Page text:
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Revisiting a treasured travel destination


For many of us, there are particular travel destinations that will always hold a pretty special place in our hearts – especially if we visited them in our younger years and haven’t been back since. But, what if you did decide to go back to a once treasured destination? Would it be as good as you remember, or maybe – with a few more years under your belt – it’s even better? We spoke with Wendy, who revisited one of her favourite places after retirement, to find it was even better than she remembered.

“I first visited Florence in 1961, just after I graduated from university,” says Wendy, who is a retired teacher living in Victoria. “A girlfriend and I took a boat to Naples, where we spent a couple of days, then headed to Florence for four days.”

With a keen interest in art history, Wendy had plans to explore the galleries and museums of Florence, however, during the long weekend that she and her friend visited, there were two public holidays and almost everything was closed!

“I still loved it! We walked everywhere and saw the architecture of the medieval city, walked across the bridges and went into Florence’s cathedral, the Duomo, and Giotto’s bell tower,” says Wendy.

One thing that stood out was the lack of tourists, and the way they could spend as much time soaking up the sights along the bridges and at the Statue of David without having to worry about any crowds.

“We also got a bus up to a hilltop town, Fiesole, where there was a living monastery and ruins that were not very much dug up at this stage,” says Wendy.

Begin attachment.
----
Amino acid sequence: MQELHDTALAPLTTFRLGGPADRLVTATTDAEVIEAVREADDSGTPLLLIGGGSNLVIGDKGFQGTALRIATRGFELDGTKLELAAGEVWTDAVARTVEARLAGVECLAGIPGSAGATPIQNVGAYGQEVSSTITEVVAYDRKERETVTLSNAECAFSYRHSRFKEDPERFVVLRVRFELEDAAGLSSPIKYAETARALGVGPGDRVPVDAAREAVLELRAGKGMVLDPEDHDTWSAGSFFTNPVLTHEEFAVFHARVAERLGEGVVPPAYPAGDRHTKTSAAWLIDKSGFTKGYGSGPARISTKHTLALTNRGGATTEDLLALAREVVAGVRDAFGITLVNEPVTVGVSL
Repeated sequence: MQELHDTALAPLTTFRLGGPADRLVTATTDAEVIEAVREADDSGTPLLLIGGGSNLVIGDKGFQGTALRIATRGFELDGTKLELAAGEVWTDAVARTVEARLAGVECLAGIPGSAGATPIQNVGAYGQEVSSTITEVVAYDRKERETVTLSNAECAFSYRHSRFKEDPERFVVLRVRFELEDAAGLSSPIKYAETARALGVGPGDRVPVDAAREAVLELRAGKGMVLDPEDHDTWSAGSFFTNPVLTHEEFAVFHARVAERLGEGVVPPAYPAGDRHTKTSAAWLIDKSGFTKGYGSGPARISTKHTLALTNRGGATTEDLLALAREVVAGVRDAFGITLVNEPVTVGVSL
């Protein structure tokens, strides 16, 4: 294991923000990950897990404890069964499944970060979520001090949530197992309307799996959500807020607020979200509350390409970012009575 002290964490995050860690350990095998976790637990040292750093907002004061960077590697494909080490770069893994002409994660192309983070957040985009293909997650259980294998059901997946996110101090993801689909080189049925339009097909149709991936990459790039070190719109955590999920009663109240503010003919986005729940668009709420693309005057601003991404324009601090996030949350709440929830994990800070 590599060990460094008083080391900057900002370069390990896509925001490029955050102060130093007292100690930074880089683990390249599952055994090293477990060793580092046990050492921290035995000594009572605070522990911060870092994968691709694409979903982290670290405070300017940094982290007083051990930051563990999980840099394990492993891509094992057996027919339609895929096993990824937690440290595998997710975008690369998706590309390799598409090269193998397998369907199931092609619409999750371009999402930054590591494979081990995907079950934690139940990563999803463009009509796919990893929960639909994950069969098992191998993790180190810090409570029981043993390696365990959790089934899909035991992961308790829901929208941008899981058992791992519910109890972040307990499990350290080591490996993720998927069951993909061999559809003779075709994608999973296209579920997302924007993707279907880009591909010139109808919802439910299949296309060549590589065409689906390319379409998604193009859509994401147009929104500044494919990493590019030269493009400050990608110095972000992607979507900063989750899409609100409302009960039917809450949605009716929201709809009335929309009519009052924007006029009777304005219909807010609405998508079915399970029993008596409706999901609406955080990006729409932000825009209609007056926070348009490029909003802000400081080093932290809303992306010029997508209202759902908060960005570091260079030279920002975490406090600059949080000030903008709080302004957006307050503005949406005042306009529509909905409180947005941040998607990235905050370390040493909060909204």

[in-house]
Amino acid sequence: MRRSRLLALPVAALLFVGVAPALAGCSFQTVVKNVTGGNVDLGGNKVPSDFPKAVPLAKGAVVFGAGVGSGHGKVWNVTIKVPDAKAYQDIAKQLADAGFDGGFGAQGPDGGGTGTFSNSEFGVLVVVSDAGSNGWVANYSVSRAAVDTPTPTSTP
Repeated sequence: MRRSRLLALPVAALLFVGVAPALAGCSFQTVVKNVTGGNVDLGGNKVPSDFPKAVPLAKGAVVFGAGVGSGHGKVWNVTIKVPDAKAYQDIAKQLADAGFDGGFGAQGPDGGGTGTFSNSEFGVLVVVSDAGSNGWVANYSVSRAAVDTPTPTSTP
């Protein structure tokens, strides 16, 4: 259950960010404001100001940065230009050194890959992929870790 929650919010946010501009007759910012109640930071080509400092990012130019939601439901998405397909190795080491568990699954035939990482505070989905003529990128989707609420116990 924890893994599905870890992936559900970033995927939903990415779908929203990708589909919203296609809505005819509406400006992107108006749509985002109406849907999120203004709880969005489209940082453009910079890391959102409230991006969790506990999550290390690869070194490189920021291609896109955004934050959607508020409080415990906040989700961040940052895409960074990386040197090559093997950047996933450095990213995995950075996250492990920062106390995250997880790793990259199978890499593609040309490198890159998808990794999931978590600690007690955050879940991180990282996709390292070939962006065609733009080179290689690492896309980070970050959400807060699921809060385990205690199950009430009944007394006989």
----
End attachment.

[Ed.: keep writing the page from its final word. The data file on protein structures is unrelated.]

It was a place she was inspired to visit, having read a book on St Francis on the boat on the way over. “There was a beautiful garden with lots of herbs. And, as we walked down the hill, there were lots of little old ladies sitting in the sun making crochet mats. I didn’t have a lot of money at the time, but I bought a crochet mat that I treasured for many years afterwards,” she says.

After retiring in 2001, Wendy decided to revisit Florence in 2004 as part of a group guided tour with Trafalgar and spent three days rediscovering the place she’d loved so much.

“This time though,” she says, “it was very crowded with tourists, with queues to get into the art gallery and museums. But, I was just so excited to be back there, walking around the streets.”

Wendy even managed to venture back up to Fiesole, and found that there had been a lot more archaeological work done, uncovering an amphitheatre and a Roman bath.

Despite the crowds, Wendy says that “the thing about Florence is, it’s still the same. It has these same grand churches and buildings, and that medieval feeling.”

Wendy also found that, because she’d done a lot more studying of medieval and Renaissance art since her previous visit, she enjoyed things like the Uffizi Gallery much more.

“The more you know, the more you enjoy!” she says. “I’d retired and had more knowledge, I was able to see more and take in more. And this time, I had a little more money to enjoy a nice hotel, lovely meals and lovely wine. And, I would love to go back again!”

Not only was her rediscovery of Florence a great success, Wendy says that the friends she made while travelling on the group tour still all keep in touch, despite the fact they are dotted in various places around the world. 

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